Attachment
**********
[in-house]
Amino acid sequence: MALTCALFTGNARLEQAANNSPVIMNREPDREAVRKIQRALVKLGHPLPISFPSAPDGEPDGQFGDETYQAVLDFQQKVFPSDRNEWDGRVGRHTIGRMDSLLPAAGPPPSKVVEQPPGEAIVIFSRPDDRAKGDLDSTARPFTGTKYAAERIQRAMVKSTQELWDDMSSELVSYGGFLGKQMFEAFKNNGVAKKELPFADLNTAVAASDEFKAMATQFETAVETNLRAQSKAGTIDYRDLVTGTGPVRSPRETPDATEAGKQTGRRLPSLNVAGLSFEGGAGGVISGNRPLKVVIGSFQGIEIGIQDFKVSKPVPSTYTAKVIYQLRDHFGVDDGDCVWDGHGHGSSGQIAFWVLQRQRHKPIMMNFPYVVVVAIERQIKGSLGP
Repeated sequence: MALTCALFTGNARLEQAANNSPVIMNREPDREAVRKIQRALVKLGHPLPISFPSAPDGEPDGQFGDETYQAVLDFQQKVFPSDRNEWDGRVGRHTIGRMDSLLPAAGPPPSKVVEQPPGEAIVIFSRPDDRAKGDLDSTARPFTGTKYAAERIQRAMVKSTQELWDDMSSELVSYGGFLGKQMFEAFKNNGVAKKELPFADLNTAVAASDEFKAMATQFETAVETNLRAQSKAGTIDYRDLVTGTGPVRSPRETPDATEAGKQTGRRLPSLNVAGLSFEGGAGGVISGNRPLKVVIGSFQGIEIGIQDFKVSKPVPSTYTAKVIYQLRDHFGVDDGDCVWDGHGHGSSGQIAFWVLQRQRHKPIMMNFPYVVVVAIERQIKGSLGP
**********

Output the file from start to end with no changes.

[in-house]
Amino acid sequence: MALTCALFTGNARLEQAANNSPVIMNREPDREAVRKIQRALVKLGHPLPISFPSAPDGEPDGQFGDETYQAVLDFQQKVFPSDRNEWDGRVGRHTIGRMDSLLPAAGPPPSKVVEQPPGEAIVIFSRPDDRAKGDLDSTARPFTGTKYAAERIQRAMVKSTQELWDDMSSELVSYGGFLGKQMFEAFKNNGVAKKELPFADLNTAVAASDEFKAMATQFETAVETNLRAQSKAGTIDYRDLVTGTGPVRSPRETPDATEAGKQTGRRLPSLNVAGLSFEGGAGGVISGNRPLKVVIGSFQGIEIGIQDFKVSKPVPSTYTAKVIYQLRDHFGVDDGDCVWDGHGHGSSGQIAFWVLQRQRHKPIMMNFPYVVVVAIERQIKGSLGP
Repeated sequence: MALTCALFTGNARLEQAANNSPVIMNREPDREAVRKIQRALVKLGHPLPISFPSAPDGEPDGQFGDETYQAVLDFQQKVFPSDRNEWDGRVGRHTIGRMDSLLPAAGPPPSKVVEQPPGEAIVIFSRPDDRAKGDLDSTARPFTGTKYAAERIQRAMVKSTQELWDDMSSELVSYGGFLGKQMFEAFKNNGVAKKELPFADLNTAVAASDEFKAMATQFETAVETNLRAQSKAGTIDYRDLVTGTGPVRSPRETPDATEAGKQTGRRLPSLNVAGLSFEGGAGGVISGNRPLKVVIGSFQGIEIGIQDFKVSKPVPSTYTAKVIYQLRDHFGVDDGDCVWDGHGHGSSGQIAFWVLQRQRHKPIMMNFPYVVVVAIERQIKGSLGP